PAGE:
The worst any winner has ranked for SG Tee-to Green is ninth (Burns last year) and Justin Rose is the only winner in the last seven years to rank outside the top-eight for SG Putting but the second and third that year, Brooks Koepka and Emiliano Grillo, ranked second and first, so they're the two to concentrate on.
Given we're in Texas, an ability to handle windy conditions is usually essential and the forecasts suggest it will be again over the weekend.
Is There an Angle In?
There are two possible course links here - Deere Run and Augusta. They don't appear to correlate visually but all three venues reward excellent ball striking and short game skills and form at the three courses crosses over well.
David Toms, Kenny Perry, Steve Stricker, Zach Johnson and Jordan Spieth have all recently won this title and the John Deere Classic, staged at Deere Run in Illinois.
The 2017 runner-up, Sean O'Hair's first PGA Tour success was at Deere Run and Brandt Snedeker, Emiliano Grillo and Tim Clark have all finished runner-up in both tournaments.
Sebastian Munoz, who topped the Strokes Gained Putting stats when finishing third here in 2021 went on to lead the John Deere Classic through three rounds a couple of months later.
Lucas Glover, who had finished eighth at Colonial went on to win and the 2019 Colonial winner, Kevin Na, finished tied for second.
Zach Johnson has won this title twice recently so of the ten men to win the last 15 editions, four have also won the US Masters - Johnson, Spieth, Mickelson, and Adam Scott.
The 2018 winner, Justin Rose, has contended at Augusta on numerous occasions and Scheffler really should have won here last year after winning the US Masters in April. He led by two after three rounds and he was matched at a low of 1.75/7.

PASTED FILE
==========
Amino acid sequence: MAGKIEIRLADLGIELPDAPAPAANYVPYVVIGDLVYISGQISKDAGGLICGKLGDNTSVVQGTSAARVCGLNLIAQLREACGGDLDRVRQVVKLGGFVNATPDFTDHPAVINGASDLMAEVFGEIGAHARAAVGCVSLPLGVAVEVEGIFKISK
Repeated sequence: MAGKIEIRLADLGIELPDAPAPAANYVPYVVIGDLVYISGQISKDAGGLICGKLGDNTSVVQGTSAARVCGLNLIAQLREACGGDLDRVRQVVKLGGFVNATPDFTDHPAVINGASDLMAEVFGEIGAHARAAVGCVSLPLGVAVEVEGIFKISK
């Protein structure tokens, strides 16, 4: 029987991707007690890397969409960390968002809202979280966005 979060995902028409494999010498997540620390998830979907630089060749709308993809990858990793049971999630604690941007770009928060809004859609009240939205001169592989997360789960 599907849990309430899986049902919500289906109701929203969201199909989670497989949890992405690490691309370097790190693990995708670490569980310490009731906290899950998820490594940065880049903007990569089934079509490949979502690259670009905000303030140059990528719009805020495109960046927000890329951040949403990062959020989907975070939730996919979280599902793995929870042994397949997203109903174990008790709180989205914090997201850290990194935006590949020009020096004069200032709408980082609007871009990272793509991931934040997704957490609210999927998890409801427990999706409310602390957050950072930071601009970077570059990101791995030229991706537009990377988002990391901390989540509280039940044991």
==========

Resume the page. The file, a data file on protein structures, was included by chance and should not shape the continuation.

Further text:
Is There an Identikit Winner?
With length an irrelevance, the wily old pros have a really great chance to add to their silverware here and I say add because the vast majority of winners here have already bagged plenty of titles.
Following Burns' success 12 months ago, three of the last seven winners have been in their 20s but prior to Spieth's victory seven years ago, Sergio Garcia, in 2001, was the last player under the age of 30 to take the title and eight of the last 24 winners have been aged 40 or over.
Colonial is a course that takes a bit of getting to know and debutants have a poor record.
Historically, the winners have already played the event eight times on average and it's rare to see someone win their first PGA Tour event here.
Na was playing here for the 12th time when he won here in 2019 and he'd previously led the tournament three times after round one. He also led after round three (by a stroke) in 2015 before going on to finish 10th.
Garcia was the last first timer to win, in 2001, but he'd already won in Europe and before that, Ian Baker-Finch won his first PGA Tour title in this event in 1989 but he too had already tasted success, having already won Down Under.
We all know how good the 2017 US Masters winner, Sergio, is and Baker-Finch won an Open Championship.
Given how impeccably good all areas of a player's game need to be to win here, it's probably not surprising to see so many major champions, Ryder Cuppers and WGC winners have been successful here.
The cream tends to rise to the top here, although the three winners before Burns were fairly big in the market, going off at 75.074/1, 120.0119/1 and 90.089/1.
Winner's 54-hole Position and Exchange Price
- 2022 - Sam Burns T17 - trailing by seven 250.0249/1
- 2021 - Jason Kokrak solo second - trailing by one 3.3512/5
- 2020 - Daniel Berger T7 - trailing by two 29.028/1
- 2019 - Kevin Na led by two strokes 3.45
- 2018 - Justin Rose led by four strokes 1.42/5
- 2017 - Kevin Kisner T5 - trailing by three 11.010/1
- 2016 - Jordan Spieth led by one stroke 2.111/10
- 2015 - Chris Kirk T4 - trailing by three 13.5
As illustrated above, three of the last seven winners were in front with a round to go but Scheffler demonstrated 12 months ago that it's not always easy to convert from the front here and no 54-hole leader or co-leader won here between 2008 and 2016.
Being up with the pace is typically the way to go though and being on the heels of the leaders is usually the ideal place to be.
The two winners that preceded Spieth's victory in 2016 were seven and six strokes adrift and outside the top-ten at halfway but that's unusual.